In reply to an earlier post on Feb 5, 2012 8:31:17 AM PST
Last edited by the author on Feb 5, 2012 10:13:07 AM PST
NeuroSplicer says:
"Why not go after Mass Effect 3 which will also require Origin?"

When ME3 gets released (and provided it comes with mandatory ORIGIN tie-in), I am sure it will get its due. In all fairness, its time is not now.

I am not out to target any particular game developer or company - and I doubt that anyone else is.
I call them as I see them, giving both praise and criticism for what they decide to DO, not what they proclaim.
I praised EA for keeping the DRM of the original DRAGON AGE ORIGINS reasonable as I praised UBISOFT when they decided to release some of their games DRM-free. But I also had no problem to chastise them when they started utilizing the piracy excuse to slip past us DRM that has nothing to do with piracy but, instead, paves the way for the pay-per-play future their clueless executives have envisioned.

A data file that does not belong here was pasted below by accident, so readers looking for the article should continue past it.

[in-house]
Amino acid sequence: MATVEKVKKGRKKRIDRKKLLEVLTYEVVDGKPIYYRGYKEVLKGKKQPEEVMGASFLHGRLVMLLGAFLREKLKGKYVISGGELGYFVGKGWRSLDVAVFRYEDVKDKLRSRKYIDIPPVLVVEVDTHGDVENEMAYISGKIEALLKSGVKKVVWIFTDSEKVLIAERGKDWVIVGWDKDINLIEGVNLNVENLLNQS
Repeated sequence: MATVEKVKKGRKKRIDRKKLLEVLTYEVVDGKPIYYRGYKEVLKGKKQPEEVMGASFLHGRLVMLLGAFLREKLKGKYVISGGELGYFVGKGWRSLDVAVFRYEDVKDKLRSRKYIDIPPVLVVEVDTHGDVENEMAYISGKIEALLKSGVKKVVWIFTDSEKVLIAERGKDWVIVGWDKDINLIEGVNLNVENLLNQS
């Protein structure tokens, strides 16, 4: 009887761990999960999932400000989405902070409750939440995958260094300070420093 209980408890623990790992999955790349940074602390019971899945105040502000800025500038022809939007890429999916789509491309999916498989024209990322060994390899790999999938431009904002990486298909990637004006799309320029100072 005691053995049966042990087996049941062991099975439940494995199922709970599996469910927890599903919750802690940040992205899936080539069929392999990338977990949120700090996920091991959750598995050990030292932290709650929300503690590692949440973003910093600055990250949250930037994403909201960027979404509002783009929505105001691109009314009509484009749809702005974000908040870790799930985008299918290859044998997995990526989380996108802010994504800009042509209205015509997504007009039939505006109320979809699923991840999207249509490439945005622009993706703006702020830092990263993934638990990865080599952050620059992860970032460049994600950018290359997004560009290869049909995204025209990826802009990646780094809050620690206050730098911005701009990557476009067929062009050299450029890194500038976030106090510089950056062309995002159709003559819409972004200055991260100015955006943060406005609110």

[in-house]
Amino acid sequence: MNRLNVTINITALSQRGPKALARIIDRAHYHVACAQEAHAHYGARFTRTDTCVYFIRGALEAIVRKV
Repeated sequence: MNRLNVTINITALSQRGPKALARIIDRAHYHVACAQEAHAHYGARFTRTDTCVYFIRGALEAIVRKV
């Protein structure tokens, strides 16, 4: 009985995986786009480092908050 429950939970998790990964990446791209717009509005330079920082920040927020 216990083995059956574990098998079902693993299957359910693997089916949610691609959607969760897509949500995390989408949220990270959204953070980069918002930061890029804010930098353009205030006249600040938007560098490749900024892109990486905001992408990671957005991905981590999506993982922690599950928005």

Finally, I have no problem with big companies either. I wish that CR PROJEKT RED was as big if not bigger than EA. They have shown their customers respect and they have invested in goodwill and real value for their product - which is the best way to fight piracy.

It is the unethical and greedy way the 900-pound gorillas of the industry behave that attract the wrath of us gamers. Not the other way around.

Posted on Feb 5, 2012 9:53:10 AM PST
Mister Grey says:
Just to start: I never claimed it was the other way around, I've actually e-mailed my senator that the corporations are largely at fault for piracy, especially with their aggressive tactics. However, you're really only exacerbating the problem, like picking at a scab you refuse to let heal. Same goes for both sides really, but if you really want to have your way... you're not going to get it by pointing and yelling even louder. EA never cared about it before, if they showed they did, they sure did love returning back to this.